Douthat discounts Palin:

It is extremely unlikely that the political landscape in the winter and spring of 2012 will resemble the political landscape in the autumn of 2010. Even setting aside the unpredictability of economic developments, foreign-policy crises, and everything else that could shift the ground beneath our feet, the reality of having a more empowered Republican Party in Washington and a weaker President Obama in the White House will almost certainly work profound changes on the country’s mood and yes, in the mood of the Republican base as well. (It’s hard to be quite so fired up and furious about socialism when Washington is mired in gridlock, and it’s hard to be quite so outraged at RINO perfidy when you’ve kicked a lot of the RINOs out of office.)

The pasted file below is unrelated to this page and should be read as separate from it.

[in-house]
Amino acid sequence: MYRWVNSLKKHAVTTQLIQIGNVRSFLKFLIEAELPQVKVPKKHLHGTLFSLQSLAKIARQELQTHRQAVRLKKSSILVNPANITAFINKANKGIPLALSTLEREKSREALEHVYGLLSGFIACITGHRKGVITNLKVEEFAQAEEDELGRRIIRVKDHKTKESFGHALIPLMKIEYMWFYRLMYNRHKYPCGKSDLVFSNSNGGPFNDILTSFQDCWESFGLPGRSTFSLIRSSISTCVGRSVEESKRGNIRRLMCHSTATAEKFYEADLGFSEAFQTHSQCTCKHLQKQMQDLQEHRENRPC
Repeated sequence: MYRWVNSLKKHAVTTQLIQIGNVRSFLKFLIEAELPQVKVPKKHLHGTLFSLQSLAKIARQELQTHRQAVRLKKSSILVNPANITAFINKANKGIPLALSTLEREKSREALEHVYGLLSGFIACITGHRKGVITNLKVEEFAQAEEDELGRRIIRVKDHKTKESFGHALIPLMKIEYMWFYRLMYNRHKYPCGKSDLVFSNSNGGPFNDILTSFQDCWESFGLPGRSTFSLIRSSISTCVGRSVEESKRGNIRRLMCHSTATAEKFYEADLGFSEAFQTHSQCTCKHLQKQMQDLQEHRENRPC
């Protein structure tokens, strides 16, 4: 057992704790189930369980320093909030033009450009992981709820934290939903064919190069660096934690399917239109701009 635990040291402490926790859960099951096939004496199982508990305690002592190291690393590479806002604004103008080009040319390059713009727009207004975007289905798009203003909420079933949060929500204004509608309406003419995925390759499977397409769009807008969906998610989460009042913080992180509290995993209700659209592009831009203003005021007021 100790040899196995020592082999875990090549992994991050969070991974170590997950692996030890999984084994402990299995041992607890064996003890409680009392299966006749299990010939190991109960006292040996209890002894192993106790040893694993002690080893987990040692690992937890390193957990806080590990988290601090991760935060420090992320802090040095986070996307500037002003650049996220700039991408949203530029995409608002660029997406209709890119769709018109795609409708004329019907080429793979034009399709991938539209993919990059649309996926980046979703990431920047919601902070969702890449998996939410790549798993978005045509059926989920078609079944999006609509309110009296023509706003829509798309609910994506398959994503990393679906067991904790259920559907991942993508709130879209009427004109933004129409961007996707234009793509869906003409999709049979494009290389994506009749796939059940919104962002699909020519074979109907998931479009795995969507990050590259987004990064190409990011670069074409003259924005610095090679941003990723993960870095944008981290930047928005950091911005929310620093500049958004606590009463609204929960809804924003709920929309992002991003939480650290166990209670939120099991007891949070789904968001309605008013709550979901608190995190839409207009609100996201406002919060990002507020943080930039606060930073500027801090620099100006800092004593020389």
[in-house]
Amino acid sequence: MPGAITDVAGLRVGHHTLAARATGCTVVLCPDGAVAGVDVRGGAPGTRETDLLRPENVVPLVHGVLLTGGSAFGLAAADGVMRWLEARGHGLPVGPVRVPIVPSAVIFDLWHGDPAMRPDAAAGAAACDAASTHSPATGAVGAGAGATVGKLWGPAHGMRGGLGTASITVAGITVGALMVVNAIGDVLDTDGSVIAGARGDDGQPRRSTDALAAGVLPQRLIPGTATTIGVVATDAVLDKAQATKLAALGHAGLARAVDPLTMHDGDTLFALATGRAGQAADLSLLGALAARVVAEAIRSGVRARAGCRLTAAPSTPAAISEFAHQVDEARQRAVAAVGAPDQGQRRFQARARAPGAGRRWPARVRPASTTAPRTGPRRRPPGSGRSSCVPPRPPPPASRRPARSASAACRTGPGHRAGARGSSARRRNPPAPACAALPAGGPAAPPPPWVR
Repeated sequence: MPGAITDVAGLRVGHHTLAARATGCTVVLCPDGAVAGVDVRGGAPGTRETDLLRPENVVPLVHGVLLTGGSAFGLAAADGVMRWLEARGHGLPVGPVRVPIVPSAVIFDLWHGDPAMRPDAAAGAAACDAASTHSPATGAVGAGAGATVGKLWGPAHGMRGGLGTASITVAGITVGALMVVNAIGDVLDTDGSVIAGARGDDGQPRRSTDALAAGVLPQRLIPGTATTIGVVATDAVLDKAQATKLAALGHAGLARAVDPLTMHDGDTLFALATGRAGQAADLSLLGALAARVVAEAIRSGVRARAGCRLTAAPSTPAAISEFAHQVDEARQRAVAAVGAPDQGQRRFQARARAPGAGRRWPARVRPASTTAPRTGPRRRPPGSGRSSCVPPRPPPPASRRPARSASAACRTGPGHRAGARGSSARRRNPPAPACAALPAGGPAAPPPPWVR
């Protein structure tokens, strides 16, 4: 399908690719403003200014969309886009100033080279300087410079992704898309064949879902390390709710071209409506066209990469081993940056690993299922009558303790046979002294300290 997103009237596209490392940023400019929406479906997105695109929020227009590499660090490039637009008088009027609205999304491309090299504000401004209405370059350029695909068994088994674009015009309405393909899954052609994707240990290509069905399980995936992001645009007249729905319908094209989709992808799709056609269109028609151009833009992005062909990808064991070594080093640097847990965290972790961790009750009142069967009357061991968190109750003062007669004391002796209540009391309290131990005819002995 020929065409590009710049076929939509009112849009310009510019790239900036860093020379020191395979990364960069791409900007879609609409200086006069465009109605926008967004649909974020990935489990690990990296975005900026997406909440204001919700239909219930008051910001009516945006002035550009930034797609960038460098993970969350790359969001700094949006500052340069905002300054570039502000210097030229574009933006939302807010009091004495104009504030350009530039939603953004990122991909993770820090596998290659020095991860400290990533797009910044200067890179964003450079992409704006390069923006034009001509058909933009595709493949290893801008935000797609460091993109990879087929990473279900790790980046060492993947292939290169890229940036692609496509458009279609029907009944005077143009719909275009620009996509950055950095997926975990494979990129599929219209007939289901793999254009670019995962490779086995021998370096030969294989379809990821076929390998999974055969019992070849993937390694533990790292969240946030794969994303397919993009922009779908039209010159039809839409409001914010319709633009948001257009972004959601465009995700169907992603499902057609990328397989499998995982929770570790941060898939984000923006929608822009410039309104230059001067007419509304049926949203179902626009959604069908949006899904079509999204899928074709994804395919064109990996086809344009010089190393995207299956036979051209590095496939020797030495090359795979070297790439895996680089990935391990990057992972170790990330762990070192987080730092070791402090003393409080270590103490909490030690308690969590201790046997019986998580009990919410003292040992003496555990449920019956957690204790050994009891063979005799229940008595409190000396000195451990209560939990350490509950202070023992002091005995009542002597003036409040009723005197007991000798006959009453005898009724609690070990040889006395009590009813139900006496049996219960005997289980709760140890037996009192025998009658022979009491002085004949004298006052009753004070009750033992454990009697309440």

The temper of conservative politics in the fall of 1994, the off-year election cycle that most resembles this one (it was a year, as Rich Lowry notes, when a former homeless man defeated the chairman of the House Judiciary Committee), bore little resemblance to the temper of conservative politics in 1996, when Bob Dole cruised to the Republican nomination over more base-pleasing candidates like Pat Buchanan and Phil Gramm.

Ross may be right, but I think he ignores just how much more radical the GOP base has become since 1994, how enraged they have become over the years by what they see as condescension and betrayal by their own elites, and the rise of Fox News and the Malkin/Reynolds blogosphere and Levin-style talk radio. I also think that the people to whom Palin appeals will be as economically distressed in 2012 as they are now, since their jobs are overwhelmingly the ones that are gone for ever.

Ross has fed and ridden this tiger for a while now. He cannot pretend it's a pussycat any more.

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